This is somewhat of a mixed bag, uneasily straddling the divide between a fan's gushy enthusiasm and a critic's more distanced perspective. I, in turn, am torn between giving it 3 or 4 stars. Perhaps it is the fan in me that ultimately nudges my decision upwards to the fourth star.
In my youth I spent countless hours at the piano, almost all of it devoted to classical music. Hence, I have less of a feel for jazz piano than I would like. But for a long time, Oscar Peterson has been one of my favorite jazz pianists (along with Bill Evans, until about a decade ago when I first was introduced to Art Tatum, who may even edge out OP). I also was familiar with the NPR duo/interview disc Marian McPartland did with Peterson, and I was impressed with his obvious intellect, thoughtfulness, and dignity.
With all that as background, I opened this book with keen anticipation. I learned that Oscar Peterson, even putting aside his mammoth musical ability, is a remarkable and admirable person. (So, too, were his father and sister, both of whom had a lot to do with his character and musical training, and Ray Brown, his bassist and alter-ego in perhaps the finest trio(s) in jazz history.) And I learned that indeed Oscar Peterson is a person of intelligence, thoughtfulness, and dignity. I also learned much about his life, in a straightforward, easy-to-digest fashion, albeit without at times sufficient critical distance.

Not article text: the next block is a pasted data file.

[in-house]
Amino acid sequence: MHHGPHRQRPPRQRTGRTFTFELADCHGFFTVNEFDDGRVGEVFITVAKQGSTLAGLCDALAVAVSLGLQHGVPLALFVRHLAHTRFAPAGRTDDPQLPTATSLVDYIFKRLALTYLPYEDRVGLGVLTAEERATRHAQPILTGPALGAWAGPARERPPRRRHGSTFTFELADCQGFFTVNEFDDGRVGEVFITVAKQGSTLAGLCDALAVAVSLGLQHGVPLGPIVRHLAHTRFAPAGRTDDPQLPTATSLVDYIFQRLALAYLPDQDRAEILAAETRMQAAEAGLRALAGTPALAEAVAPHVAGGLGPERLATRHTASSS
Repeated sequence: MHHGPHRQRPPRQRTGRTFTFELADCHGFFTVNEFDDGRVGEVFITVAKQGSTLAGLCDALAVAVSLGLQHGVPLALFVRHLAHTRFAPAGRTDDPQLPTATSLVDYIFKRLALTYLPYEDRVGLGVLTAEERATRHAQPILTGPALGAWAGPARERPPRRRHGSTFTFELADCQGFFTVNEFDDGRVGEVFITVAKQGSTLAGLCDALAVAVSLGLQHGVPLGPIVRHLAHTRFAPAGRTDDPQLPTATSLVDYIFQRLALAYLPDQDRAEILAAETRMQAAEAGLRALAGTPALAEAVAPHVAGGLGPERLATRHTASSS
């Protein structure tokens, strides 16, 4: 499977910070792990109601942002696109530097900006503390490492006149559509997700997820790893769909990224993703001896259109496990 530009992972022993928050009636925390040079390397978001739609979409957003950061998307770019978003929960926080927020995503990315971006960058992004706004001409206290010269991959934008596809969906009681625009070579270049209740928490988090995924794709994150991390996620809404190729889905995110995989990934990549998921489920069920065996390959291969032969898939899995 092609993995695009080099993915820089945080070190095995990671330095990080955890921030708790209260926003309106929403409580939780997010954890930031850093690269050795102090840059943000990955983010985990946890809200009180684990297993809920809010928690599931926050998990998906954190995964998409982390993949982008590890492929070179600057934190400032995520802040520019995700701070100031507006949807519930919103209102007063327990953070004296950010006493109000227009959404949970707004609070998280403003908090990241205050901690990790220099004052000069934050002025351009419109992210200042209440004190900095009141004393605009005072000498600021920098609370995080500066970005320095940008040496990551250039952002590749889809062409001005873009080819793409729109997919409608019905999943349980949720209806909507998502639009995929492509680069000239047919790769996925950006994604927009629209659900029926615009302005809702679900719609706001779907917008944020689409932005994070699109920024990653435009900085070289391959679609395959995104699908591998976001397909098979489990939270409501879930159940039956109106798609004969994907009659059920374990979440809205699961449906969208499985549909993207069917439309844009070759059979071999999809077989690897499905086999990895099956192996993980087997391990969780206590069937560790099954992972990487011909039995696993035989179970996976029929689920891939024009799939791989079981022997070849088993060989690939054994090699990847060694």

The book is written by Gene Lees, who is both a long-time fan and friend of Oscar Peterson (and, apparently, fellow Canadian) and a long-time jazz critic. To my mind, the best chapters of the book were two in which Lees-as-critic were more to the fore than Lees-as-fan: Chapter 18 deals with jazz criticism, the uneasy position of the piano within jazz, and Oscar Peterson as a piano virtuoso in the tradition of Chopin and Liszt; Chapter 21 contains a provocative discussion of the present problems with jazz and reasons for its decline in popularity. I can unreservedly recommend those two chapters to anyone interested in jazz or piano, but the rest of the book, I believe, would be appreciated primarily by those already taken with Oscar Peterson.
I can't resist ending with one quote from Oscar Peterson. As a youth in Montreal, he had received considerable teaching and training as a classical pianist. When asked late in life whether he would have continued in the classical tradition had it not been for the then almost insuperable barriers to entry to the concert stage for black musicians, Peterson said: "No. I'd still have taken the direction I did. Because of the creativity of jazz."